Collection Restrictions:
Freedmen's Bureau Digital Collection, 1865–1872, is a product of and owned by the National Museum of African American History and Culture, Smithsonian Institution. Copyright for digital images is retained by the donor, FamilySearch International; permission for commercial use of the digital images may be requested from FamilySearch International, Intellectual Property Office, at: cor-intellectualproperty@ldschurch.org.
Collection Citation:
Courtesy of the U. S. National Archives and Records Administration, FamilySearch International, and the Smithsonian National Museum of African American History and Culture.
Identifier:
NMAAHC.FB.M1900, File 4.13.10
See more items in:
Records of the Field Offices for the State of Alabama, Bureau of Refugees, Freedmen, and Abandoned Lands, 1865–1872
Records of the Field Offices for the State of Alabama, Bureau of Refugees, Freedmen, and Abandoned Lands, 1865–1872 / Series 4: Subordinate Field Offices / 4.13: Huntsville (Subassistant Commissioner)
Archival Repository:
National Museum of African American History and Culture
EDAN-URL:
ead_component:sova-nmaahc-fb-m1900-ref180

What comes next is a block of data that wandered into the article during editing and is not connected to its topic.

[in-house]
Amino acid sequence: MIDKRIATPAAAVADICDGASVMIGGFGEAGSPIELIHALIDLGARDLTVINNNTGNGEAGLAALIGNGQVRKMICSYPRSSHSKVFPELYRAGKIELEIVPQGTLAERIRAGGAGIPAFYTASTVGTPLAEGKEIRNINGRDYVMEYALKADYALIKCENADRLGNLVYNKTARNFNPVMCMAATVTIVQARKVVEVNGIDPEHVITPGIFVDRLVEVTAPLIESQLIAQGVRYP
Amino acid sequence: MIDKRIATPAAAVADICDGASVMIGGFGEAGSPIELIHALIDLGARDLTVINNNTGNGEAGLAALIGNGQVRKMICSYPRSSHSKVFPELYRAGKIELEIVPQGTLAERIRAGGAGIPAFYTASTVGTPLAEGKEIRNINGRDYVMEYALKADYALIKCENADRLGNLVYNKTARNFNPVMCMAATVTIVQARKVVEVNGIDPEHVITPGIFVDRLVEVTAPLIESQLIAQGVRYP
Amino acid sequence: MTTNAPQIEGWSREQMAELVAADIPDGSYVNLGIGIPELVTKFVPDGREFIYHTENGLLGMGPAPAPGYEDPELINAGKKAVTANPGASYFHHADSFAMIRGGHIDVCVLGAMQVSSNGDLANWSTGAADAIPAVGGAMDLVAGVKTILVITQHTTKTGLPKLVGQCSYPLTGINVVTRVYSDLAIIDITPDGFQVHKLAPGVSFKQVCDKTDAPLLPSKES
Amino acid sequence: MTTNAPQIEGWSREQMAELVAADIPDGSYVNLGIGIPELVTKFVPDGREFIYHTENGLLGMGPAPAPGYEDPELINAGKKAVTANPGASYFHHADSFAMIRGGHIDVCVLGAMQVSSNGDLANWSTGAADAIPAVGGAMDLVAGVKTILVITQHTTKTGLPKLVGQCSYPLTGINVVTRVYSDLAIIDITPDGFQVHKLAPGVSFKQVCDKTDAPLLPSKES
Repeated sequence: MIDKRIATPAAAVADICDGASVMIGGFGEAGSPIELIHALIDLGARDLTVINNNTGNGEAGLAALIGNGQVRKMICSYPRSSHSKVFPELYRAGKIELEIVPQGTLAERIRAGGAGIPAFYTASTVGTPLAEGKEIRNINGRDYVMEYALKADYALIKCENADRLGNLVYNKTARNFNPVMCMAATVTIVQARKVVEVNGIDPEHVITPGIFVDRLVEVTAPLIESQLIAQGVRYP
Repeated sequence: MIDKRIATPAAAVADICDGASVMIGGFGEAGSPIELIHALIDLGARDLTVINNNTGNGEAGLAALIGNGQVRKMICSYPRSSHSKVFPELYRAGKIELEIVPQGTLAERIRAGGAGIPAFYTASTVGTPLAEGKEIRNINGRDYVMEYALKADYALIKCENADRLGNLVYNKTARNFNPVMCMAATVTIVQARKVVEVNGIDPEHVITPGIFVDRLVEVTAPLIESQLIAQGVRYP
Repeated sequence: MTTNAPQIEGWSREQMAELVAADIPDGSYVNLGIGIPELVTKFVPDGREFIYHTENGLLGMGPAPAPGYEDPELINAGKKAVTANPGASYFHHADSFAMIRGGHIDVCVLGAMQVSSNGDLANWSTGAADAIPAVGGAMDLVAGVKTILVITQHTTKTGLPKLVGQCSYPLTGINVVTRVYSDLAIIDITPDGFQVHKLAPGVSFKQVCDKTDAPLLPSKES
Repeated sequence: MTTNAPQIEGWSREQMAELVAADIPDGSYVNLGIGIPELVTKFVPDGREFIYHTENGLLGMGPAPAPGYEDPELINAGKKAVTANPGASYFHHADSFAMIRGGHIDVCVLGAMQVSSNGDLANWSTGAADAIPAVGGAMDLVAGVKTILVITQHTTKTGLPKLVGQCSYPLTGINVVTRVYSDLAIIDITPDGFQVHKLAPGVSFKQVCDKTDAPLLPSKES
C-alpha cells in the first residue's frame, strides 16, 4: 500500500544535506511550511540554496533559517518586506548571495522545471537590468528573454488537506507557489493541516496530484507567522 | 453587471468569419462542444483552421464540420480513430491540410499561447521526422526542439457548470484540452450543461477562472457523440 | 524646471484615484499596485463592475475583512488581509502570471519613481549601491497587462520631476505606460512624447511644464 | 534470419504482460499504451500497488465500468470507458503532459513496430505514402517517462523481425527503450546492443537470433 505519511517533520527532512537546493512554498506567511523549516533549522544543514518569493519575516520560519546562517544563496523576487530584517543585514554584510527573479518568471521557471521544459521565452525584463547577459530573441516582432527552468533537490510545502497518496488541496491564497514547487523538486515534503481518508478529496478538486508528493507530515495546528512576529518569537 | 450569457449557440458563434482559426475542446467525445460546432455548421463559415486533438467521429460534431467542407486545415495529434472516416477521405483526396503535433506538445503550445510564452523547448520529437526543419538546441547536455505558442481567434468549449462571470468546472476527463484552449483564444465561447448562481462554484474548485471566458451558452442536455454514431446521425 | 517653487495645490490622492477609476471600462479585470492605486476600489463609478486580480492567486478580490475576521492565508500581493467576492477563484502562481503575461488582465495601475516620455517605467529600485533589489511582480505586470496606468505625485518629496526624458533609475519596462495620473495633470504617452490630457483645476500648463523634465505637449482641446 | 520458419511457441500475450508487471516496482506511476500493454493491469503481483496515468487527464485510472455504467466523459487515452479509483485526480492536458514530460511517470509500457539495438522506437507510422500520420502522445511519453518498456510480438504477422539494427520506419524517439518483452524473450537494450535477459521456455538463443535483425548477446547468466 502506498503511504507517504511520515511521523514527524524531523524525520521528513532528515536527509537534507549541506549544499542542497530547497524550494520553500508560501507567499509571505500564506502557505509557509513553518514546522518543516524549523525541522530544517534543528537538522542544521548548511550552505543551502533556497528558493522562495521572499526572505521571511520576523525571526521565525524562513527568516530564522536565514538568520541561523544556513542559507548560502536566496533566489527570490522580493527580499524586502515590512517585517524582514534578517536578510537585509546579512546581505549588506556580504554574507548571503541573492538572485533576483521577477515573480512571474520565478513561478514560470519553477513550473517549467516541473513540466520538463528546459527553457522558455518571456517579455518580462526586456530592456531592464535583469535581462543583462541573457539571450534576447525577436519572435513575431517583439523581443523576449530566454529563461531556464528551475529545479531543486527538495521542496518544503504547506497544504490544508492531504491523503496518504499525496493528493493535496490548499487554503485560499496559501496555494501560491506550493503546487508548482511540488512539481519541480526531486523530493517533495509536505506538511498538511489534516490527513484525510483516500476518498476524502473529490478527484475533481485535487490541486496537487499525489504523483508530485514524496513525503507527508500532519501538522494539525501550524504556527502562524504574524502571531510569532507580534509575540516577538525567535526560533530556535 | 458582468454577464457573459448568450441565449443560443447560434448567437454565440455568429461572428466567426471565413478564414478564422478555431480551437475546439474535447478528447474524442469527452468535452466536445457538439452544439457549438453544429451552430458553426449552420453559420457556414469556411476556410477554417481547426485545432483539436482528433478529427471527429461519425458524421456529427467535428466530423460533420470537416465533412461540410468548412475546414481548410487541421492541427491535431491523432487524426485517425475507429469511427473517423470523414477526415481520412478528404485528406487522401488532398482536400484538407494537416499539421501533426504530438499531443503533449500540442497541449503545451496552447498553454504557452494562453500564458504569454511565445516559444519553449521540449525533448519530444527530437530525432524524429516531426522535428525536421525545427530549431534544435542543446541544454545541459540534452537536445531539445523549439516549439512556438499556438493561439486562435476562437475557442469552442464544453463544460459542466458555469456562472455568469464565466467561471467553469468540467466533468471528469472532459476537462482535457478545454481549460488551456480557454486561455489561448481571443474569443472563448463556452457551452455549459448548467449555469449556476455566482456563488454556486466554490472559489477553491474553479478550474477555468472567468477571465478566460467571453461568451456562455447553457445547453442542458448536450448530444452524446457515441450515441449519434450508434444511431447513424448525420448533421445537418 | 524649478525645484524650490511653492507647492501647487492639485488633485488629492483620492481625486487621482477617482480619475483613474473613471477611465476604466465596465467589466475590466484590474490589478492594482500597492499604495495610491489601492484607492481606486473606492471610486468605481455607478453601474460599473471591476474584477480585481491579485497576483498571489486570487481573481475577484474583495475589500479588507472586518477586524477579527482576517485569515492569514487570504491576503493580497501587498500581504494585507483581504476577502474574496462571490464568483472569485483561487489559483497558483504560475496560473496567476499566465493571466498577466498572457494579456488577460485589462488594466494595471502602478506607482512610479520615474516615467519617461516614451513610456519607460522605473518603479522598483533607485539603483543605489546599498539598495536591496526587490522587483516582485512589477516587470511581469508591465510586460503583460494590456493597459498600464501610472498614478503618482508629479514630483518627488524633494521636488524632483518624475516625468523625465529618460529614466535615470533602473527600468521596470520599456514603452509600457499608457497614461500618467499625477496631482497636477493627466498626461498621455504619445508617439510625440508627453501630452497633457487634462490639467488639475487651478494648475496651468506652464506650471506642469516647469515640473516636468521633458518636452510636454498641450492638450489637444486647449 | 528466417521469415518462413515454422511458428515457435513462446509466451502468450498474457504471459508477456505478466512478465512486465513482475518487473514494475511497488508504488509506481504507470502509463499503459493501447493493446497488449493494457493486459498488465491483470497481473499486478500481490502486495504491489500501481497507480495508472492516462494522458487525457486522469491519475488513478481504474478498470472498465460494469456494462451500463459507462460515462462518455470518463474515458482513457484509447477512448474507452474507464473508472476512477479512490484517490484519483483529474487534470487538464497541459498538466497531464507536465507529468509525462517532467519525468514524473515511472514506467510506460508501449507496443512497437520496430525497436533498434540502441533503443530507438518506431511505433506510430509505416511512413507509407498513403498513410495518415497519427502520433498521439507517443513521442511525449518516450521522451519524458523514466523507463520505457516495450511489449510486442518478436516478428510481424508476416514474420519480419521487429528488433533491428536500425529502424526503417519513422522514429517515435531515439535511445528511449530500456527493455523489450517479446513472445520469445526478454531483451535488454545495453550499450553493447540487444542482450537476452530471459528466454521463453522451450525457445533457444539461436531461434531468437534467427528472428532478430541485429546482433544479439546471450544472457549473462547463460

That's Entertainment!

Producer:
Metro Goldwyn Mayer Studios Inc., founded 1924  Search this
Subject:
Elizabeth Taylor  Search this
Medium:
Offset lithograph on paper
Type:
graphic design
Poster
Object Name:
Poster
Made in:
USA
Produced in:
Los Angeles, California, United States
Date:
1974
Credit Line:
Gift of Various Donors
Accession Number:
1981-29-412
See more items in:
Cooper Hewitt, Smithsonian Design Museum Collection
Drawings, Prints, and Graphic Design Department
Data Source:
Cooper Hewitt, Smithsonian Design Museum
EDAN-URL:
edanmdm:chndm_1981-29-412

Memo - pilot roster, Blimp Squadron Twelve

Collection Creator:
Mills, George H., 1895-1975  Search this
Container:
Box 2, Folder 37
Type:
Archival materials
Text
Date:
January 1945
Collection Restrictions:
No restrictions on access.
Collection Rights:
Material is subject to Smithsonian Terms of Use. Should you wish to use NASM material in any medium, please submit an Application for Permission to Reproduce NASM Material, available at http://airandspace.si.edu/permissions
Collection Citation:
George Henry Mills Collection, Acc. 1994-0022, National Air and Space Museum, Smithsonian Institution.
See more items in:
George Henry Mills Collection